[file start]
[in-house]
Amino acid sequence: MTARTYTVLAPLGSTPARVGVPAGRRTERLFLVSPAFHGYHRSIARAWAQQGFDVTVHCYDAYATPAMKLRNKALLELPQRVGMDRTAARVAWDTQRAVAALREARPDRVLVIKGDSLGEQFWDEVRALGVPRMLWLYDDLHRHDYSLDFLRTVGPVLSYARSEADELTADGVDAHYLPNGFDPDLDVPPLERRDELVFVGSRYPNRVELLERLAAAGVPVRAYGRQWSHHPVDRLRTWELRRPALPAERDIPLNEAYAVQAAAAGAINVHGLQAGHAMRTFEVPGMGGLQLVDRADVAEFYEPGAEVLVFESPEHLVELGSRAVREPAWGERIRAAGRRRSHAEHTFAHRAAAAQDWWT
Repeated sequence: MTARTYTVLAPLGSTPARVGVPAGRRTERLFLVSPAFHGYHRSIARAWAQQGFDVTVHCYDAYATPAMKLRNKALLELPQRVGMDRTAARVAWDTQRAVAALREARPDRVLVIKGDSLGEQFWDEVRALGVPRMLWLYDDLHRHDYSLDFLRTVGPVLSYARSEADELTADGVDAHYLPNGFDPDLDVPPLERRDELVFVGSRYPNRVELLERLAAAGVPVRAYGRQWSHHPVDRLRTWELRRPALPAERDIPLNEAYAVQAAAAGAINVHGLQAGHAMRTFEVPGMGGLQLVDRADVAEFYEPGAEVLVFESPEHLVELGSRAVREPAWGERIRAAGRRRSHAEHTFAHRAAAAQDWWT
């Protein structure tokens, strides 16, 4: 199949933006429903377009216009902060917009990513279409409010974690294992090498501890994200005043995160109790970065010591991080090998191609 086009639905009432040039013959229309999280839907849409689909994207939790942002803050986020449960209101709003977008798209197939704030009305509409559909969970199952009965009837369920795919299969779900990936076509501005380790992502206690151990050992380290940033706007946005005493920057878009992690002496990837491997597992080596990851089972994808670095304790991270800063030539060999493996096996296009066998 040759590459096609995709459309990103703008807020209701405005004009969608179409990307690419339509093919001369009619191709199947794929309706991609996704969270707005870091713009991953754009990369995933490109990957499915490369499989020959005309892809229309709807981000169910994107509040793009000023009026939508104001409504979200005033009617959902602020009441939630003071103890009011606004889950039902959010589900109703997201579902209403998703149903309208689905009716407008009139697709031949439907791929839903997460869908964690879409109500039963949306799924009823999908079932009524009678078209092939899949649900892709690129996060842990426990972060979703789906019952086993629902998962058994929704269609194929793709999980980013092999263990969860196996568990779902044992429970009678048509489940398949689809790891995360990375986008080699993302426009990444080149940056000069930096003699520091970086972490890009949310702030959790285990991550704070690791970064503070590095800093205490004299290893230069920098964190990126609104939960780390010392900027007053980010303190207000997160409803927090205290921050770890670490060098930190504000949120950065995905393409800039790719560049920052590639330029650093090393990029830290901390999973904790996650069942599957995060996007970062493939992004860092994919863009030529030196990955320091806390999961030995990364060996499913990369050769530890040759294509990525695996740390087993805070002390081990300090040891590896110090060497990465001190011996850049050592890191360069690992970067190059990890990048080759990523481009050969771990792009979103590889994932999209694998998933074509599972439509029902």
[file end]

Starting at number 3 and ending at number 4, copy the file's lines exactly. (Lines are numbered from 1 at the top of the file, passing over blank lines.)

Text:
Repeated sequence: MTARTYTVLAPLGSTPARVGVPAGRRTERLFLVSPAFHGYHRSIARAWAQQGFDVTVHCYDAYATPAMKLRNKALLELPQRVGMDRTAARVAWDTQRAVAALREARPDRVLVIKGDSLGEQFWDEVRALGVPRMLWLYDDLHRHDYSLDFLRTVGPVLSYARSEADELTADGVDAHYLPNGFDPDLDVPPLERRDELVFVGSRYPNRVELLERLAAAGVPVRAYGRQWSHHPVDRLRTWELRRPALPAERDIPLNEAYAVQAAAAGAINVHGLQAGHAMRTFEVPGMGGLQLVDRADVAEFYEPGAEVLVFESPEHLVELGSRAVREPAWGERIRAAGRRRSHAEHTFAHRAAAAQDWWT
């Protein structure tokens, strides 16, 4: 199949933006429903377009216009902060917009990513279409409010974690294992090498501890994200005043995160109790970065010591991080090998191609 086009639905009432040039013959229309999280839907849409689909994207939790942002803050986020449960209101709003977008798209197939704030009305509409559909969970199952009965009837369920795919299969779900990936076509501005380790992502206690151990050992380290940033706007946005005493920057878009992690002496990837491997597992080596990851089972994808670095304790991270800063030539060999493996096996296009066998 040759590459096609995709459309990103703008807020209701405005004009969608179409990307690419339509093919001369009619191709199947794929309706991609996704969270707005870091713009991953754009990369995933490109990957499915490369499989020959005309892809229309709807981000169910994107509040793009000023009026939508104001409504979200005033009617959902602020009441939630003071103890009011606004889950039902959010589900109703997201579902209403998703149903309208689905009716407008009139697709031949439907791929839903997460869908964690879409109500039963949306799924009823999908079932009524009678078209092939899949649900892709690129996060842990426990972060979703789906019952086993629902998962058994929704269609194929793709999980980013092999263990969860196996568990779902044992429970009678048509489940398949689809790891995360990375986008080699993302426009990444080149940056000069930096003699520091970086972490890009949310702030959790285990991550704070690791970064503070590095800093205490004299290893230069920098964190990126609104939960780390010392900027007053980010303190207000997160409803927090205290921050770890670490060098930190504000949120950065995905393409800039790719560049920052590639330029650093090393990029830290901390999973904790996650069942599957995060996007970062493939992004860092994919863009030529030196990955320091806390999961030995990364060996499913990369050769530890040759294509990525695996740390087993805070002390081990300090040891590896110090060497990465001190011996850049050592890191360069690992970067190059990890990048080759990523481009050969771990792009979103590889994932999209694998998933074509599972439509029902």